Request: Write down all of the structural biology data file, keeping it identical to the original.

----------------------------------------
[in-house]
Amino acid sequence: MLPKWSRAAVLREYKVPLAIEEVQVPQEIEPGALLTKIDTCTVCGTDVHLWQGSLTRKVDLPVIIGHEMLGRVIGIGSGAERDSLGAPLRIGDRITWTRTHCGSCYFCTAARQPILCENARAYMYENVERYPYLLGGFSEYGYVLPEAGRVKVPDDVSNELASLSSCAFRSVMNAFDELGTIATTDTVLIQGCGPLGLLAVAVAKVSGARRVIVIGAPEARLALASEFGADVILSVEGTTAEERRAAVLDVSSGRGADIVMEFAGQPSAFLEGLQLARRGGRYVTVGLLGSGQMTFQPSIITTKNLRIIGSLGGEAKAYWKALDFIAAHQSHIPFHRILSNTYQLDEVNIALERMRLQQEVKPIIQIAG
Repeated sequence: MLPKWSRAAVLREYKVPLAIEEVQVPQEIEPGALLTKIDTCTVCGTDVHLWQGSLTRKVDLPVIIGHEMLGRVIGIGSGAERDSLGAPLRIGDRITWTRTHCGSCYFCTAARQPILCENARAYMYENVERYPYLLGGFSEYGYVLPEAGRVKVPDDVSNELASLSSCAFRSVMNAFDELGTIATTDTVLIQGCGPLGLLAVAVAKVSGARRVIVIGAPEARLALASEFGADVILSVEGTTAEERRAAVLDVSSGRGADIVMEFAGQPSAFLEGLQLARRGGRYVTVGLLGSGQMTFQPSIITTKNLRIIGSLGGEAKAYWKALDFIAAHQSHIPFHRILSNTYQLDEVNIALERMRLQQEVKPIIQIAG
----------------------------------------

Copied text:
[in-house]
Amino acid sequence: MLPKWSRAAVLREYKVPLAIEEVQVPQEIEPGALLTKIDTCTVCGTDVHLWQGSLTRKVDLPVIIGHEMLGRVIGIGSGAERDSLGAPLRIGDRITWTRTHCGSCYFCTAARQPILCENARAYMYENVERYPYLLGGFSEYGYVLPEAGRVKVPDDVSNELASLSSCAFRSVMNAFDELGTIATTDTVLIQGCGPLGLLAVAVAKVSGARRVIVIGAPEARLALASEFGADVILSVEGTTAEERRAAVLDVSSGRGADIVMEFAGQPSAFLEGLQLARRGGRYVTVGLLGSGQMTFQPSIITTKNLRIIGSLGGEAKAYWKALDFIAAHQSHIPFHRILSNTYQLDEVNIALERMRLQQEVKPIIQIAG
Repeated sequence: MLPKWSRAAVLREYKVPLAIEEVQVPQEIEPGALLTKIDTCTVCGTDVHLWQGSLTRKVDLPVIIGHEMLGRVIGIGSGAERDSLGAPLRIGDRITWTRTHCGSCYFCTAARQPILCENARAYMYENVERYPYLLGGFSEYGYVLPEAGRVKVPDDVSNELASLSSCAFRSVMNAFDELGTIATTDTVLIQGCGPLGLLAVAVAKVSGARRVIVIGAPEARLALASEFGADVILSVEGTTAEERRAAVLDVSSGRGADIVMEFAGQPSAFLEGLQLARRGGRYVTVGLLGSGQMTFQPSIITTKNLRIIGSLGGEAKAYWKALDFIAAHQSHIPFHRILSNTYQLDEVNIALERMRLQQEVKPIIQIAG